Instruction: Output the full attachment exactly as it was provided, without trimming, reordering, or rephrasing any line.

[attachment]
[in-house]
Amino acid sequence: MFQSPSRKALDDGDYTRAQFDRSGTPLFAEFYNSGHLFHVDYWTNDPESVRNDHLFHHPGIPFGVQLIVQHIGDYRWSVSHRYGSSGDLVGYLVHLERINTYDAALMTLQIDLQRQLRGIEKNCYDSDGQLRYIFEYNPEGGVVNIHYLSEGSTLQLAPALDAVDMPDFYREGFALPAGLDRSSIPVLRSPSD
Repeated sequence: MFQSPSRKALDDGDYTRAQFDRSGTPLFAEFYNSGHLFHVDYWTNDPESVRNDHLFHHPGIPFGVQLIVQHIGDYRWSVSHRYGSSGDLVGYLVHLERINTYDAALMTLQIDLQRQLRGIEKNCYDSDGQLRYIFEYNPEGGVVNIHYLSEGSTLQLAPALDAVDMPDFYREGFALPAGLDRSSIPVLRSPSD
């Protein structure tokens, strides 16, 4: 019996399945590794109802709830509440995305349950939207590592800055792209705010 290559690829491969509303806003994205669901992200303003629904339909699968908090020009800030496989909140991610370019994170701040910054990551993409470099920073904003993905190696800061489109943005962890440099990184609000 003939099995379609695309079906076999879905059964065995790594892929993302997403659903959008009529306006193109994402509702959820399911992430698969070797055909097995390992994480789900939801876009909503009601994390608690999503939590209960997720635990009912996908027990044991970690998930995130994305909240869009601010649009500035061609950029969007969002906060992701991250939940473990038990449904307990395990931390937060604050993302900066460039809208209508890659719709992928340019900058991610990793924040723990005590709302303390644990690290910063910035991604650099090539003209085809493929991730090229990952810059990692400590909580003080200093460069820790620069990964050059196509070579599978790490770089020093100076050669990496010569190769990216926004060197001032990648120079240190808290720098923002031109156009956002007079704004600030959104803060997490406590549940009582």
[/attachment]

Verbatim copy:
[in-house]
Amino acid sequence: MFQSPSRKALDDGDYTRAQFDRSGTPLFAEFYNSGHLFHVDYWTNDPESVRNDHLFHHPGIPFGVQLIVQHIGDYRWSVSHRYGSSGDLVGYLVHLERINTYDAALMTLQIDLQRQLRGIEKNCYDSDGQLRYIFEYNPEGGVVNIHYLSEGSTLQLAPALDAVDMPDFYREGFALPAGLDRSSIPVLRSPSD
Repeated sequence: MFQSPSRKALDDGDYTRAQFDRSGTPLFAEFYNSGHLFHVDYWTNDPESVRNDHLFHHPGIPFGVQLIVQHIGDYRWSVSHRYGSSGDLVGYLVHLERINTYDAALMTLQIDLQRQLRGIEKNCYDSDGQLRYIFEYNPEGGVVNIHYLSEGSTLQLAPALDAVDMPDFYREGFALPAGLDRSSIPVLRSPSD
């Protein structure tokens, strides 16, 4: 019996399945590794109802709830509440995305349950939207590592800055792209705010 290559690829491969509303806003994205669901992200303003629904339909699968908090020009800030496989909140991610370019994170701040910054990551993409470099920073904003993905190696800061489109943005962890440099990184609000 003939099995379609695309079906076999879905059964065995790594892929993302997403659903959008009529306006193109994402509702959820399911992430698969070797055909097995390992994480789900939801876009909503009601994390608690999503939590209960997720635990009912996908027990044991970690998930995130994305909240869009601010649009500035061609950029969007969002906060992701991250939940473990038990449904307990395990931390937060604050993302900066460039809208209508890659719709992928340019900058991610990793924040723990005590709302303390644990690290910063910035991604650099090539003209085809493929991730090229990952810059990692400590909580003080200093460069820790620069990964050059196509070579599978790490770089020093100076050669990496010569190769990216926004060197001032990648120079240190808290720098923002031109156009956002007079704004600030959104803060997490406590549940009582």